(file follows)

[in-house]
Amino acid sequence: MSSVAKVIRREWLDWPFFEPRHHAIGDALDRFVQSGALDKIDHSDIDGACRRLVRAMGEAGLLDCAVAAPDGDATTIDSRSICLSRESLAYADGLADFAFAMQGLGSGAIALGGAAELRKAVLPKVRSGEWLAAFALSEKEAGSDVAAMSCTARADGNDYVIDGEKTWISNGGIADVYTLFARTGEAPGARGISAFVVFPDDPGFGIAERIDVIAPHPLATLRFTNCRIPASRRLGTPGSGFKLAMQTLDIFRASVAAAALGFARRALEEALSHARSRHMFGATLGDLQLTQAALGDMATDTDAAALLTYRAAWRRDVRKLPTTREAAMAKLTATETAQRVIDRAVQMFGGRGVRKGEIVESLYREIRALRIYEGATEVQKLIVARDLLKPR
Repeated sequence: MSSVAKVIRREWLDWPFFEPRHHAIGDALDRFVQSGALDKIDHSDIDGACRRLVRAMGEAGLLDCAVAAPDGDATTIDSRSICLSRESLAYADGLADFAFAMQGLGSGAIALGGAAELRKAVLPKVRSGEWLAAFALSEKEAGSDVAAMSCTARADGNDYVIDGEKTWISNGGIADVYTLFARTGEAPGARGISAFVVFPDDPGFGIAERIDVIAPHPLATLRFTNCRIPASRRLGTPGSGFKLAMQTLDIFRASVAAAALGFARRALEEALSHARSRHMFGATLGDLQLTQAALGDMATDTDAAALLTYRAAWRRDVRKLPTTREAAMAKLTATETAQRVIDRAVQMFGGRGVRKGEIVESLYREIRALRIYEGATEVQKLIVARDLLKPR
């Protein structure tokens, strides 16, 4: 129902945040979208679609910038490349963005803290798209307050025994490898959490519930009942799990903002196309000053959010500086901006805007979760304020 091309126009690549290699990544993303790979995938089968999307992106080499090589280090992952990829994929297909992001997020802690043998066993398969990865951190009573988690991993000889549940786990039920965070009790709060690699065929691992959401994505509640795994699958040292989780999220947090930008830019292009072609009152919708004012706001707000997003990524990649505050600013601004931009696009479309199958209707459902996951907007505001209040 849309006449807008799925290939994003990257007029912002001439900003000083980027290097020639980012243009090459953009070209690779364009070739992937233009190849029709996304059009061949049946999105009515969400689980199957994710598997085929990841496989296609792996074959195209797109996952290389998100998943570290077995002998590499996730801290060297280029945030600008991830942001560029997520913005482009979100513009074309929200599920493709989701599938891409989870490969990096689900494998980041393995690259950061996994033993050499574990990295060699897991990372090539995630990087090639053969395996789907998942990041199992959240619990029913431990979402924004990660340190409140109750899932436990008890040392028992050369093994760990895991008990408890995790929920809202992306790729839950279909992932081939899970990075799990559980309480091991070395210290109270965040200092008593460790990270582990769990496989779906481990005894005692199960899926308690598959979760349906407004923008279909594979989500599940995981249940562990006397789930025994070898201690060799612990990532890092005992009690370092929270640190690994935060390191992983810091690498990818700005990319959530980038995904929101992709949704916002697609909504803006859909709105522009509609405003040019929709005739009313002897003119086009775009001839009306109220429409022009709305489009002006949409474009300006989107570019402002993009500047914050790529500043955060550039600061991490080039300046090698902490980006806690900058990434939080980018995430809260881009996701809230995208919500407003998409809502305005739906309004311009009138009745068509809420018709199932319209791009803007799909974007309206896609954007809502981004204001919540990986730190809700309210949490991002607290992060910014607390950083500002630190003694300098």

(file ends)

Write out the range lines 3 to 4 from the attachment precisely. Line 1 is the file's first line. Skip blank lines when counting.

Repeated sequence: MSSVAKVIRREWLDWPFFEPRHHAIGDALDRFVQSGALDKIDHSDIDGACRRLVRAMGEAGLLDCAVAAPDGDATTIDSRSICLSRESLAYADGLADFAFAMQGLGSGAIALGGAAELRKAVLPKVRSGEWLAAFALSEKEAGSDVAAMSCTARADGNDYVIDGEKTWISNGGIADVYTLFARTGEAPGARGISAFVVFPDDPGFGIAERIDVIAPHPLATLRFTNCRIPASRRLGTPGSGFKLAMQTLDIFRASVAAAALGFARRALEEALSHARSRHMFGATLGDLQLTQAALGDMATDTDAAALLTYRAAWRRDVRKLPTTREAAMAKLTATETAQRVIDRAVQMFGGRGVRKGEIVESLYREIRALRIYEGATEVQKLIVARDLLKPR
């Protein structure tokens, strides 16, 4: 129902945040979208679609910038490349963005803290798209307050025994490898959490519930009942799990903002196309000053959010500086901006805007979760304020 091309126009690549290699990544993303790979995938089968999307992106080499090589280090992952990829994929297909992001997020802690043998066993398969990865951190009573988690991993000889549940786990039920965070009790709060690699065929691992959401994505509640795994699958040292989780999220947090930008830019292009072609009152919708004012706001707000997003990524990649505050600013601004931009696009479309199958209707459902996951907007505001209040 849309006449807008799925290939994003990257007029912002001439900003000083980027290097020639980012243009090459953009070209690779364009070739992937233009190849029709996304059009061949049946999105009515969400689980199957994710598997085929990841496989296609792996074959195209797109996952290389998100998943570290077995002998590499996730801290060297280029945030600008991830942001560029997520913005482009979100513009074309929200599920493709989701599938891409989870490969990096689900494998980041393995690259950061996994033993050499574990990295060699897991990372090539995630990087090639053969395996789907998942990041199992959240619990029913431990979402924004990660340190409140109750899932436990008890040392028992050369093994760990895991008990408890995790929920809202992306790729839950279909992932081939899970990075799990559980309480091991070395210290109270965040200092008593460790990270582990769990496989779906481990005894005692199960899926308690598959979760349906407004923008279909594979989500599940995981249940562990006397789930025994070898201690060799612990990532890092005992009690370092929270640190690994935060390191992983810091690498990818700005990319959530980038995904929101992709949704916002697609909504803006859909709105522009509609405003040019929709005739009313002897003119086009775009001839009306109220429409022009709305489009002006949409474009300006989107570019402002993009500047914050790529500043955060550039600061991490080039300046090698902490980006806690900058990434939080980018995430809260881009996701809230995208919500407003998409809502305005739906309004311009009138009745068509809420018709199932319209791009803007799909974007309206896609954007809502981004204001919540990986730190809700309210949490991002607290992060910014607390950083500002630190003694300098």